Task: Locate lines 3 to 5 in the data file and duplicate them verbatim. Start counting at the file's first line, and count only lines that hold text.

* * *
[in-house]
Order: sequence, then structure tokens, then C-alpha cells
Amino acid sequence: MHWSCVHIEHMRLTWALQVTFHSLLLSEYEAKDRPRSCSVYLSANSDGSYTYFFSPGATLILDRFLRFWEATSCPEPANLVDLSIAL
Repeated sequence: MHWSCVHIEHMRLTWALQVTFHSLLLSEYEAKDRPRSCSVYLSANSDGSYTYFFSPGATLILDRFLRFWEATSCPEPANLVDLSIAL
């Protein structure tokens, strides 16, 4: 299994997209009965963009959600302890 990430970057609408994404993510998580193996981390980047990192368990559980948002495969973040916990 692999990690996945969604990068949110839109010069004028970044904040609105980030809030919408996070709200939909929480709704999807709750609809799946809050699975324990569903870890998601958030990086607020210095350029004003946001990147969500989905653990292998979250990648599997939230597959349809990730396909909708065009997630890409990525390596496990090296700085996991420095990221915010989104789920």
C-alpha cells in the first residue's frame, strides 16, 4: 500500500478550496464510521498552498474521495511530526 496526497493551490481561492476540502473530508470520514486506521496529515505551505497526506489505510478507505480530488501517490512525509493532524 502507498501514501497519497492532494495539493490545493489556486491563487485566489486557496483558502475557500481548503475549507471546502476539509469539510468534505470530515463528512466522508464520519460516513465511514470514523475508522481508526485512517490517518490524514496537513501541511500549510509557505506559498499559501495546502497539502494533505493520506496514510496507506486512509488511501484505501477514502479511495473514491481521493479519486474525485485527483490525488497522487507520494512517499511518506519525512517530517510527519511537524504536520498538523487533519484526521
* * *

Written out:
Amino acid sequence: MHWSCVHIEHMRLTWALQVTFHSLLLSEYEAKDRPRSCSVYLSANSDGSYTYFFSPGATLILDRFLRFWEATSCPEPANLVDLSIAL
Repeated sequence: MHWSCVHIEHMRLTWALQVTFHSLLLSEYEAKDRPRSCSVYLSANSDGSYTYFFSPGATLILDRFLRFWEATSCPEPANLVDLSIAL
């Protein structure tokens, strides 16, 4: 299994997209009965963009959600302890 990430970057609408994404993510998580193996981390980047990192368990559980948002495969973040916990 692999990690996945969604990068949110839109010069004028970044904040609105980030809030919408996070709200939909929480709704999807709750609809799946809050699975324990569903870890998601958030990086607020210095350029004003946001990147969500989905653990292998979250990648599997939230597959349809990730396909909708065009997630890409990525390596496990090296700085996991420095990221915010989104789920």